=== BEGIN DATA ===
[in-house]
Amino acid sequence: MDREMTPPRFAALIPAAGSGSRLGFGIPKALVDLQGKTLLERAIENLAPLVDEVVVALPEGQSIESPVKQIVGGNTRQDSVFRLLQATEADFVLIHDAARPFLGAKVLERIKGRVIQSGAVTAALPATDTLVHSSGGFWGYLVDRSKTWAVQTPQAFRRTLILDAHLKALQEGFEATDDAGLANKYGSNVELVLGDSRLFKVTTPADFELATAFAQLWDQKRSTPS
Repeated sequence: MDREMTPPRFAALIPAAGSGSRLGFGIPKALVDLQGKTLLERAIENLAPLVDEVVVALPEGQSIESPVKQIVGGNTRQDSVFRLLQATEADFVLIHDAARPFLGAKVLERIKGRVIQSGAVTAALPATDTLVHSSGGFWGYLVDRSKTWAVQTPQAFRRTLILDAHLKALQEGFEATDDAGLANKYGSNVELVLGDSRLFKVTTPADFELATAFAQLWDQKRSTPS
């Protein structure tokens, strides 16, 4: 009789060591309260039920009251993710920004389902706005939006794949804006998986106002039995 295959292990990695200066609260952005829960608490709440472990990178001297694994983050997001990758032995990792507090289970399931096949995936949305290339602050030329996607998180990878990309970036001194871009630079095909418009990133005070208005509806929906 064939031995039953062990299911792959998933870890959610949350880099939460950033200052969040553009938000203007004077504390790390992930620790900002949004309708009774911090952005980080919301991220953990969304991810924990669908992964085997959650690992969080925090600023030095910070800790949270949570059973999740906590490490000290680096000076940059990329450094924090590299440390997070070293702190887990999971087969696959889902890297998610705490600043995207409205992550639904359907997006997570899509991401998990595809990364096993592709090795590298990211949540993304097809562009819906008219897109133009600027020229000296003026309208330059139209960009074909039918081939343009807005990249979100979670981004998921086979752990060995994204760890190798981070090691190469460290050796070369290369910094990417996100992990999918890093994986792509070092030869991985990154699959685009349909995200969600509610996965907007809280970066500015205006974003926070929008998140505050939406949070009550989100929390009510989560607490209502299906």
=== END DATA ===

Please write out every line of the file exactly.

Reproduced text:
[in-house]
Amino acid sequence: MDREMTPPRFAALIPAAGSGSRLGFGIPKALVDLQGKTLLERAIENLAPLVDEVVVALPEGQSIESPVKQIVGGNTRQDSVFRLLQATEADFVLIHDAARPFLGAKVLERIKGRVIQSGAVTAALPATDTLVHSSGGFWGYLVDRSKTWAVQTPQAFRRTLILDAHLKALQEGFEATDDAGLANKYGSNVELVLGDSRLFKVTTPADFELATAFAQLWDQKRSTPS
Repeated sequence: MDREMTPPRFAALIPAAGSGSRLGFGIPKALVDLQGKTLLERAIENLAPLVDEVVVALPEGQSIESPVKQIVGGNTRQDSVFRLLQATEADFVLIHDAARPFLGAKVLERIKGRVIQSGAVTAALPATDTLVHSSGGFWGYLVDRSKTWAVQTPQAFRRTLILDAHLKALQEGFEATDDAGLANKYGSNVELVLGDSRLFKVTTPADFELATAFAQLWDQKRSTPS
């Protein structure tokens, strides 16, 4: 009789060591309260039920009251993710920004389902706005939006794949804006998986106002039995 295959292990990695200066609260952005829960608490709440472990990178001297694994983050997001990758032995990792507090289970399931096949995936949305290339602050030329996607998180990878990309970036001194871009630079095909418009990133005070208005509806929906 064939031995039953062990299911792959998933870890959610949350880099939460950033200052969040553009938000203007004077504390790390992930620790900002949004309708009774911090952005980080919301991220953990969304991810924990669908992964085997959650690992969080925090600023030095910070800790949270949570059973999740906590490490000290680096000076940059990329450094924090590299440390997070070293702190887990999971087969696959889902890297998610705490600043995207409205992550639904359907997006997570899509991401998990595809990364096993592709090795590298990211949540993304097809562009819906008219897109133009600027020229000296003026309208330059139209960009074909039918081939343009807005990249979100979670981004998921086979752990060995994204760890190798981070090691190469460290050796070369290369910094990417996100992990999918890093994986792509070092030869991985990154699959685009349909995200969600509610996965907007809280970066500015205006974003926070929008998140505050939406949070009550989100929390009510989560607490209502299906």